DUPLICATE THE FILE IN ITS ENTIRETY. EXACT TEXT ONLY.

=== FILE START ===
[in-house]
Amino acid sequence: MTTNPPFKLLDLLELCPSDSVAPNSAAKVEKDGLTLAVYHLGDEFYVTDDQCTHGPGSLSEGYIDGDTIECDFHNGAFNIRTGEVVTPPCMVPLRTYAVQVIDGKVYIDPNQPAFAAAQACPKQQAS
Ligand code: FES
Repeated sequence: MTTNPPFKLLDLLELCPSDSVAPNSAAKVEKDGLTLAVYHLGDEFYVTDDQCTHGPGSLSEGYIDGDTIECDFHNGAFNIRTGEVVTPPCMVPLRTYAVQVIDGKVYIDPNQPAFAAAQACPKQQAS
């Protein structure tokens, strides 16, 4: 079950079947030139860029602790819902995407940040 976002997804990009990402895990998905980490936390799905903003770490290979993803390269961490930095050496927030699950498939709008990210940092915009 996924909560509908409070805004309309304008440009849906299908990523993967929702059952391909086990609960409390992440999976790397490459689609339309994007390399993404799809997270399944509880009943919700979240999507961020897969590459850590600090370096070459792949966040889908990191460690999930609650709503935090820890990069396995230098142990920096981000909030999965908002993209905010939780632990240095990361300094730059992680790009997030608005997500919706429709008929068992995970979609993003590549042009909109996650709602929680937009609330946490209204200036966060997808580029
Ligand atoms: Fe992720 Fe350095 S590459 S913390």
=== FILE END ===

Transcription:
[in-house]
Amino acid sequence: MTTNPPFKLLDLLELCPSDSVAPNSAAKVEKDGLTLAVYHLGDEFYVTDDQCTHGPGSLSEGYIDGDTIECDFHNGAFNIRTGEVVTPPCMVPLRTYAVQVIDGKVYIDPNQPAFAAAQACPKQQAS
Ligand code: FES
Repeated sequence: MTTNPPFKLLDLLELCPSDSVAPNSAAKVEKDGLTLAVYHLGDEFYVTDDQCTHGPGSLSEGYIDGDTIECDFHNGAFNIRTGEVVTPPCMVPLRTYAVQVIDGKVYIDPNQPAFAAAQACPKQQAS
């Protein structure tokens, strides 16, 4: 079950079947030139860029602790819902995407940040 976002997804990009990402895990998905980490936390799905903003770490290979993803390269961490930095050496927030699950498939709008990210940092915009 996924909560509908409070805004309309304008440009849906299908990523993967929702059952391909086990609960409390992440999976790397490459689609339309994007390399993404799809997270399944509880009943919700979240999507961020897969590459850590600090370096070459792949966040889908990191460690999930609650709503935090820890990069396995230098142990920096981000909030999965908002993209905010939780632990240095990361300094730059992680790009997030608005997500919706429709008929068992995970979609993003590549042009909109996650709602929680937009609330946490209204200036966060997808580029
Ligand atoms: Fe992720 Fe350095 S590459 S913390």